Global President and COO Matt Harrington on Our – and His – Citizenship Journey
If there’s one employee among our team of over 6,000 who can best convey our citizenship journey since Daniel Edelman founded the agency in 1952, it’s Matthew Harrington, our Global President and Chief Operating Officer. Matt, who first joined Edelman 38 years ago and led the creation of our first Code of Conduct – the first for a major public relations firm – has been involved intimately in our formal Global Citizenship program’s advances since its inception in 2010.
When you joined Edelman in 1984, what stood out to you about its citizenship-related culture?
In establishing our globaxCSR, even if not yet named as such, has been embedded in our culture since Dan opened the firm and viewed ethics, integrity and respect as paramount to success. To him, ethics was rooted in fact and integrity. That was how we discussed being trusted without yet talking about trust.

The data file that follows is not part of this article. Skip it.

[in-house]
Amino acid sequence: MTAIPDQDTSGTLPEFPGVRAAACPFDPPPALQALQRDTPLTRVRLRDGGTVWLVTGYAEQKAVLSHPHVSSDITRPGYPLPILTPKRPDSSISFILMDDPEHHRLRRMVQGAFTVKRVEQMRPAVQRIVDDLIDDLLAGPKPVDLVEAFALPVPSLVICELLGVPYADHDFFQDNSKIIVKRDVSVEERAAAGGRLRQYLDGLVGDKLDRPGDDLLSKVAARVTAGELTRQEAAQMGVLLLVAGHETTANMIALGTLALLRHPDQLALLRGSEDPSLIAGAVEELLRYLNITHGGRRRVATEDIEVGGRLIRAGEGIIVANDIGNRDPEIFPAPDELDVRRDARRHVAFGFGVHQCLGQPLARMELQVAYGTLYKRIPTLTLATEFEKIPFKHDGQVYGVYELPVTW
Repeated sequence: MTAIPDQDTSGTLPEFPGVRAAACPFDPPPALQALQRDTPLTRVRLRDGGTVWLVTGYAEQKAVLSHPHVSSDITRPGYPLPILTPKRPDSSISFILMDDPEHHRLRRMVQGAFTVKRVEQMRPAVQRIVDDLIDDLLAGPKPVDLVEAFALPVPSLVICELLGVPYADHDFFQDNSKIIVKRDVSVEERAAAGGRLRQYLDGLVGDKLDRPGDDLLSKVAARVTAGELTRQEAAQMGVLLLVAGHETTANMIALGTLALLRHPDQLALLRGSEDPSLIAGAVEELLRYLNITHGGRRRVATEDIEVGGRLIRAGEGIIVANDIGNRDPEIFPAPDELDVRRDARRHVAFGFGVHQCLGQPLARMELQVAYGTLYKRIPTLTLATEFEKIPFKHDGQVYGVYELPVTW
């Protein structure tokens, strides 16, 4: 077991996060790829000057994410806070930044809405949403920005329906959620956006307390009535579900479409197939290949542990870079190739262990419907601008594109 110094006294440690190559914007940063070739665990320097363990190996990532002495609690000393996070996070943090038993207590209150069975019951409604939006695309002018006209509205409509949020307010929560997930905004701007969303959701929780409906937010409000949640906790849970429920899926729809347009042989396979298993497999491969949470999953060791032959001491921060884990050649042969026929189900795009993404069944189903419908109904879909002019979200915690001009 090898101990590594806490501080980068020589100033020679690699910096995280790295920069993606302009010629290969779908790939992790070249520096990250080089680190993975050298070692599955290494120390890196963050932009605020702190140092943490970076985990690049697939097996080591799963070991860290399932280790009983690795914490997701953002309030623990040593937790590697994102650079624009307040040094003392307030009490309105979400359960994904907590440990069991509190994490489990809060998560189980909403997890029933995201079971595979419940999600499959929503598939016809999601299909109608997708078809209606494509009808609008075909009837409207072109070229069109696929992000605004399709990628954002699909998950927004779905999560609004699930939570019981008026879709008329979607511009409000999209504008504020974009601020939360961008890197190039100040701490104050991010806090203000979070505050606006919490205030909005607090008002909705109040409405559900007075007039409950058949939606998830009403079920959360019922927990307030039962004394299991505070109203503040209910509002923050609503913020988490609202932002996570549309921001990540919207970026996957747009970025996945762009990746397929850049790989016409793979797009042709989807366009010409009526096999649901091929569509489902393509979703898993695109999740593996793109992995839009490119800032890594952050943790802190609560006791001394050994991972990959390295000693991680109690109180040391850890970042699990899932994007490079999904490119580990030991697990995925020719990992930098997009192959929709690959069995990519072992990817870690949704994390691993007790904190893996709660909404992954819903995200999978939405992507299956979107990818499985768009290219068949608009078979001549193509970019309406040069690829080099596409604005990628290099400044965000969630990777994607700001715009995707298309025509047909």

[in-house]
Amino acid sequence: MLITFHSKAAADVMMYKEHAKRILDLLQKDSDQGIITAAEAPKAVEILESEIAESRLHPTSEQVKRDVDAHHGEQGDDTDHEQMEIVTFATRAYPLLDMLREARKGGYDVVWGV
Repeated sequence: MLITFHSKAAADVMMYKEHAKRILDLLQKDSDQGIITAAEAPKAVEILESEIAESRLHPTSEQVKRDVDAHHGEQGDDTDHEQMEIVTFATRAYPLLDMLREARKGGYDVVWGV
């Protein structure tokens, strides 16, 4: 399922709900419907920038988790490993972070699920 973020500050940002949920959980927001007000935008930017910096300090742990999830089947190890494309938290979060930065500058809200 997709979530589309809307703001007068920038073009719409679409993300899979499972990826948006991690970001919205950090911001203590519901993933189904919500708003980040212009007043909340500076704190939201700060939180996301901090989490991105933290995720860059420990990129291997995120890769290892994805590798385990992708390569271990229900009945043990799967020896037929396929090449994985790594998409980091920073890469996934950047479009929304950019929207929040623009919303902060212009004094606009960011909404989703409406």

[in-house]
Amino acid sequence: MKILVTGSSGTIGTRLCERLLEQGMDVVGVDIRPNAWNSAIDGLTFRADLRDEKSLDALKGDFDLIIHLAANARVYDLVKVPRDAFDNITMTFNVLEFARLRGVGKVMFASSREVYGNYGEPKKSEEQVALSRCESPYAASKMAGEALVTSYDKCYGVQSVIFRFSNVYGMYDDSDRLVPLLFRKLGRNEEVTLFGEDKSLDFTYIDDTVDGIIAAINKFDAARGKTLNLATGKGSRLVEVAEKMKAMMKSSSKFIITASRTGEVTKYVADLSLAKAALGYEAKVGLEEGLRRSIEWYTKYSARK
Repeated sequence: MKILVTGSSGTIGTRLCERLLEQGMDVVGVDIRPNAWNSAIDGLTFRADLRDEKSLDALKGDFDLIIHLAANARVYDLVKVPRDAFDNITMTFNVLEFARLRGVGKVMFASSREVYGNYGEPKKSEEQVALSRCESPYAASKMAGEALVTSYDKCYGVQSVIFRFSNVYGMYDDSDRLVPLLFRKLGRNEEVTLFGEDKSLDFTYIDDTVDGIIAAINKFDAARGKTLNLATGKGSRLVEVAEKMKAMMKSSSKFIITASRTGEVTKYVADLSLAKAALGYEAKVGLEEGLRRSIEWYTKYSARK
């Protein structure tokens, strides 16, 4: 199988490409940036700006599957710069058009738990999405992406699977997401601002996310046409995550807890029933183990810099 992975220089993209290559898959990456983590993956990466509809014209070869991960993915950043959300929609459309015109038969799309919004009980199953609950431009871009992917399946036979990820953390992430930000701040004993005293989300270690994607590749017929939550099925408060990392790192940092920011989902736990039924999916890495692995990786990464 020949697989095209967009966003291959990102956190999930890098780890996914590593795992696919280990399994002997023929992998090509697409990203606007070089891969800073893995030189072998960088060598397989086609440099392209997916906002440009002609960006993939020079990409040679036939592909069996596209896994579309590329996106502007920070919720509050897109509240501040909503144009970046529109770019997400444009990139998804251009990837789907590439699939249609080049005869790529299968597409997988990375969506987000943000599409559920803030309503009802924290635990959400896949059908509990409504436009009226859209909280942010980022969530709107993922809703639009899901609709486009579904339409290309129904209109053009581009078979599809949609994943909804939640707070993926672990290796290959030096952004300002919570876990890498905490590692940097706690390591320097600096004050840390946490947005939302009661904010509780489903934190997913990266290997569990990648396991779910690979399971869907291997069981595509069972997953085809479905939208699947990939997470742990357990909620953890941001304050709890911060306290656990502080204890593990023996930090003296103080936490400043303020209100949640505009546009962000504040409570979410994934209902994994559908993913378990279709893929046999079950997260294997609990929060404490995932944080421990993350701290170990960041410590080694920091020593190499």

Under Dan, our work has led to change – from bringing business and environmental groups together to address unsustainable tuna fishing practices in the 90s, to advising one of the world’s biggest retailers to advocate for responsible supply chains.
He also was an industry standard bearer in naming women to senior leadership roles at a time when there were very few women in PR agency roles. He treated women with mutual respect because he viewed his wife Ruth as a genuine partner in addition to his spouse. Betsy Plank, commonly considered the first lady of public relations, was an EVP from 1960-1973 before taking a top AT&T PR job. Pam Talbot, our president and CEO of Edelman US for 12 years before she retired, was among the very first women to be an agency CEO.